I think of photography as having two elements really; the arty bit and the technical bit. Or maybe that should be the creative bit and the equipment bit. However you want to look at it I guess the proper terminology for it would be the composition and the execution. We will go on to the ‘techy’ bit in coming weeks, but we’re starting this week with the very beginners basics of photo taking. The arty bit.
Most professionals will argue that you can’t teach the creative side of photography, it’s about how you ‘see’ the picture and about spotting those opportunities to get a great snap. That’s probably true, a lot of great photography is about your eye for it, but there are some little tips that can help you to take some really good photos.
So today we’re starting the series with some little photo tips that you can use with whatever camera you have; be that a point-and-shoot compact, an slr or a camera phone.
When you see something that you want to photograph think about what needs to move. If you are photographing still-life objects you might want to rearrange them or move them towards a better light source. If its people you’re photographing then it’s trickier, but arranging a group of people so that their faces are close together at a similar level can make for a better shot. But by far the easiest, and often most effective thing to move is yourself. In fact sometimes even if you have a good shot its worth moving as you can often stumble across a better angles and an awesome photograph.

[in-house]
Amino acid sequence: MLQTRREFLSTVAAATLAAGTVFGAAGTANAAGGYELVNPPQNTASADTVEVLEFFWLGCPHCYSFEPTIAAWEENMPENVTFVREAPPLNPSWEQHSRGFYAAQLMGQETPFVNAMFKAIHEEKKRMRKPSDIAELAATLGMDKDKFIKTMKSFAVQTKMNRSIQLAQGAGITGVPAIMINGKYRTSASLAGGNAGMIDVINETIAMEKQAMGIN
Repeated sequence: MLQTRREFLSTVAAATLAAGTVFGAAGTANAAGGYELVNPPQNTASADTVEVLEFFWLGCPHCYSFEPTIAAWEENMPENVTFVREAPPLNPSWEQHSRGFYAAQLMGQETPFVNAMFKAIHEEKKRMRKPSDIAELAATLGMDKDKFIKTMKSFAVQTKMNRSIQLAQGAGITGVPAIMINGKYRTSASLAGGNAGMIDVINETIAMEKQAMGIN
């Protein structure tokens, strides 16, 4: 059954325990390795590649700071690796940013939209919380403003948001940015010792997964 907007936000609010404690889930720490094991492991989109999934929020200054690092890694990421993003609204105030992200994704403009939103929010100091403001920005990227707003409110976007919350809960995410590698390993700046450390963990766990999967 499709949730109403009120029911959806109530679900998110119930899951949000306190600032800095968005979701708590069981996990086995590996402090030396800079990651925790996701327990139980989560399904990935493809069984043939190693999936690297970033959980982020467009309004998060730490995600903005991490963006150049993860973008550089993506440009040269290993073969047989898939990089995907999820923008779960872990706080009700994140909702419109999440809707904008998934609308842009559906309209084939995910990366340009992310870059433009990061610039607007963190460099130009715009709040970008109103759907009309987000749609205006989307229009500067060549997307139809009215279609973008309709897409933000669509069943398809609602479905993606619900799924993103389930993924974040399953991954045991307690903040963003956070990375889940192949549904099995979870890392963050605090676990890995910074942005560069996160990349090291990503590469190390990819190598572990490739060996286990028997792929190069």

Obviously it goes without saying that you need to look at what you’re taking a picture of. But look beyond it. Check the background isn’t so busy that it will detract from your actual shot. And remember that the world is in 3D but your photo will be 2D, so that three in the far distance in real life will be growing out of someone’s head on paper if you aren’t careful.
A quick fire way to get a good shot is to fill the frame. Empty space round the edges can often distract from a central point, so try to get whatever you are photographing to fill your view finder. Of course you can always crop empty space of later in editing but this does reduce your photo size and quality depending on how much you have to crop.
So there you go: move, look, frame. Not too tricky and should have you snapping better pics in no time.